Ready or Not

It is an important life skill, I think, to learn how to be your own sounding board. I wonder if you know that to be true, and I wonder if you’ve ever thought well yes, but today I’m tired of being my own advice columnist.

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Let’s talk lists first. What else is on yours?

Mine includes things like having half a clue as to how to begin sewing a button back on and a pretty solid handle on which seasonings will ultimately spell “curry.” Cruising around in no particular order, there is also: knowing when it’s time to break up with someone. Knowing how to extract yourself from a friendship that no longer feels very good. Knowing when it’d probably be smart to start looking for another job. Knowing when the moment has come to cut your losses and bail, on a new city. And there, scribbled in small script at the very bottom: knowing when it’d be perfectly advisable to grab a blanket, curl up in the fetal position on the floor, and engage in a good old fashioned ugly cry. Wait until most of the sobs have slowed to sniffles, before rolling over to speed dial Mom.

I think we need to take inventory. What’s making us feel good, and what’s making us feel bad?

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Last week I wrote about Tinder, no-harm-no-foul. This week…oh man, this week.

I could just go on the two dates I agreed to and then delete it forever and ever, amen. Or I could simply be honest, and message those probably perfectly nice people and say: I’m sorry, apparently I’m not quite as ready as I thought I was.

Because I am a coward, and I am afraid to go meet someone I don’t know, have never seen. Someone who has judged me by my headshot and 108 of my least meticulously chosen characters. “A meet-for-coffee kind of girl. Holding out for the one really nice guy equally eager to get off this thing.”

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It makes me feel hollow, to spend so much time discarding people. I know you’re not supposed to take any of it too seriously, but I can’t help it. Anyone with a shirtless mirror selfie is an automatic no. I flick through those photos and think: could I be imperfect with you? No, no I could not.

Attraction is a funny thing. I can look at a picture of a good-looking guy and think he’s cute, but only in a very detached sort of way. Apparently all of the PNW likes to drink coffee and do outdoorsy things (with puppies and small children, check) so I don’t need to wonder about that, but…what does his voice sound like? How quick is he to smile? Does he put me at ease? Does he give a good hug? (Is he going to be okay with just hugging, for a little while?) What does his aftershave smell like? What does he want, in life? How thoughtful are his questions? Can I learn something from him? Can I build something with him?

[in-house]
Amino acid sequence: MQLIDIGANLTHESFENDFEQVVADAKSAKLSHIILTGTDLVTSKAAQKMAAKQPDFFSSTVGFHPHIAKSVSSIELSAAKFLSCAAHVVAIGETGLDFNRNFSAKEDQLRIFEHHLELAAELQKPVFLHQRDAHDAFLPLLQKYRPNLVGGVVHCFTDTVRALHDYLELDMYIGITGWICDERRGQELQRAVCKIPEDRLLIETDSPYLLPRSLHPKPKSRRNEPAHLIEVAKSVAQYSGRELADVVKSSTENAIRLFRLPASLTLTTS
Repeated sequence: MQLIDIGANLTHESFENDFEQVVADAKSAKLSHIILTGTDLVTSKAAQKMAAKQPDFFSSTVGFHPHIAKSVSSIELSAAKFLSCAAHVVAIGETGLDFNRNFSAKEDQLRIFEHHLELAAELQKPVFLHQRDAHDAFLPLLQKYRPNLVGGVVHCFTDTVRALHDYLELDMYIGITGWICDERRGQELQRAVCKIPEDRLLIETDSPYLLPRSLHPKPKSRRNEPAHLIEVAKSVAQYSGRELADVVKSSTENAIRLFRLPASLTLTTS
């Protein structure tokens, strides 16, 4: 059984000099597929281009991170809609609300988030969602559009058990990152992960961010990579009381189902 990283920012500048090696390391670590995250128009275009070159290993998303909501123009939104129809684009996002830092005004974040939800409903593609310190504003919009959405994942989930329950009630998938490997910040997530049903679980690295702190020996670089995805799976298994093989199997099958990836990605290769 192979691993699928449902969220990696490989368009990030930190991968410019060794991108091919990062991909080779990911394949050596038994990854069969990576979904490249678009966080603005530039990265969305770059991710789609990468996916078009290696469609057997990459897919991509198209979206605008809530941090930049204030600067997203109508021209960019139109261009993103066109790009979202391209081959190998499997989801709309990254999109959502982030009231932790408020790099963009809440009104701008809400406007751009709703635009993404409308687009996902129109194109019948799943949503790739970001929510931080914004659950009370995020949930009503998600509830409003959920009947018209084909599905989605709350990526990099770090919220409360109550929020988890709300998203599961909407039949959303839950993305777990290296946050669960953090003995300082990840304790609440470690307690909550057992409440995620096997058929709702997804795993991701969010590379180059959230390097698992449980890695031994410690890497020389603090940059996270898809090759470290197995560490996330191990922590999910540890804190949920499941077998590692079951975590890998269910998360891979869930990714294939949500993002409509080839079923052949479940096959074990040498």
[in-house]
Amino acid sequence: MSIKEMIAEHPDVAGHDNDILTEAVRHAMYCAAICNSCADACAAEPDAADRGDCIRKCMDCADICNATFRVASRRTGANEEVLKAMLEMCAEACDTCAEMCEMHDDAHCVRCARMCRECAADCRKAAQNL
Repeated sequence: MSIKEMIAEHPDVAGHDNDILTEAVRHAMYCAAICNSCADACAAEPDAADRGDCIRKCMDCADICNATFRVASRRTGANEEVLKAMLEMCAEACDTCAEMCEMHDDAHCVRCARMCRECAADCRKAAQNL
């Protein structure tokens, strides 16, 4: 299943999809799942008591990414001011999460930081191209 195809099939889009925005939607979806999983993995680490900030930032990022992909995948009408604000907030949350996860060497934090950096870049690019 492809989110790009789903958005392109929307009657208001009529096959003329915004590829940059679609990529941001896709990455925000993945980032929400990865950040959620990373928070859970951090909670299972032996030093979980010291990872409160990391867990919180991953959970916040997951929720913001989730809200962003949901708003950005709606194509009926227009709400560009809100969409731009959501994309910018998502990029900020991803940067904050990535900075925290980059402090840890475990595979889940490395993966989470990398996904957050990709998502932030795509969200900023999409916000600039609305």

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It’s been a while since my stomach has done a loop-de-loop. Since my palms have started to sweat, my heart has started to thud, my cheeks have warmed inexplicably, et cetera, et cetera. But I can’t seem to want to settle for less.

I want it to happen in a glance, the way it always has. A real-life, held-for-just-a beat-too-long glance, so I can circumvent all of the nerves that come with having engineered a meeting. It must be so hard not to disappoint, or be disappointed. And then you have to deal with gently letting the other person down, or being on the receiving end of someone essentially saying, so I know I indicated I was interested but now that I know you better, no, no thanks, and that just sucks.

They say you find love when you’re not looking, when you’re least expecting it. Online dating feels like looking for it, to me. Does that make sense?

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But you’re right; it has not all been bad. It’s been incredibly encouraging to see how many people in my age bracket are also new to Portland. I did find that after the first few days, I became a little more reckless about smiling at strangers on the street. Hey, you never know, they could be single too. A lot of people are, as it turns out. And it’s been a good reminder that everyone has something they’re self-conscious about — whether it’s how tall they are or where they are in their career or how unruly their cowlick is or where they live at the moment.